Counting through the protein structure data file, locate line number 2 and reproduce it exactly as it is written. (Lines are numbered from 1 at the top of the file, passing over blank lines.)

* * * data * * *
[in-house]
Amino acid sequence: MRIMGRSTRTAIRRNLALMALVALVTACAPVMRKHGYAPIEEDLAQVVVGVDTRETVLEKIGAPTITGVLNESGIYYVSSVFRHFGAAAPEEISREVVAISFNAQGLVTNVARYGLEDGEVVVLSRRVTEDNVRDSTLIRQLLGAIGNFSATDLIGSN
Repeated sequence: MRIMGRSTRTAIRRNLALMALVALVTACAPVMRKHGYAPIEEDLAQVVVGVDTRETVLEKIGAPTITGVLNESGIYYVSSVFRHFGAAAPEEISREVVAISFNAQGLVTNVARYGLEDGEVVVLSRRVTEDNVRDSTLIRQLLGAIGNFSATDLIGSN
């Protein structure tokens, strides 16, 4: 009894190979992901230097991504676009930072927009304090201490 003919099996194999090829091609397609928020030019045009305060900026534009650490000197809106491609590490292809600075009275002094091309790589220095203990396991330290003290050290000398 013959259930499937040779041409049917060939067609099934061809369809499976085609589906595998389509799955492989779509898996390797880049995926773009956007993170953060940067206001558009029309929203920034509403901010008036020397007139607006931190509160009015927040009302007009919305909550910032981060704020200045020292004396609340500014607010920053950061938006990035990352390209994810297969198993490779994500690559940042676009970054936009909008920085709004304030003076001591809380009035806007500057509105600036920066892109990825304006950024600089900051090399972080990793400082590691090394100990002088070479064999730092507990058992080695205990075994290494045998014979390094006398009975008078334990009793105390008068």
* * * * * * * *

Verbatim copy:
Amino acid sequence: MRIMGRSTRTAIRRNLALMALVALVTACAPVMRKHGYAPIEEDLAQVVVGVDTRETVLEKIGAPTITGVLNESGIYYVSSVFRHFGAAAPEEISREVVAISFNAQGLVTNVARYGLEDGEVVVLSRRVTEDNVRDSTLIRQLLGAIGNFSATDLIGSN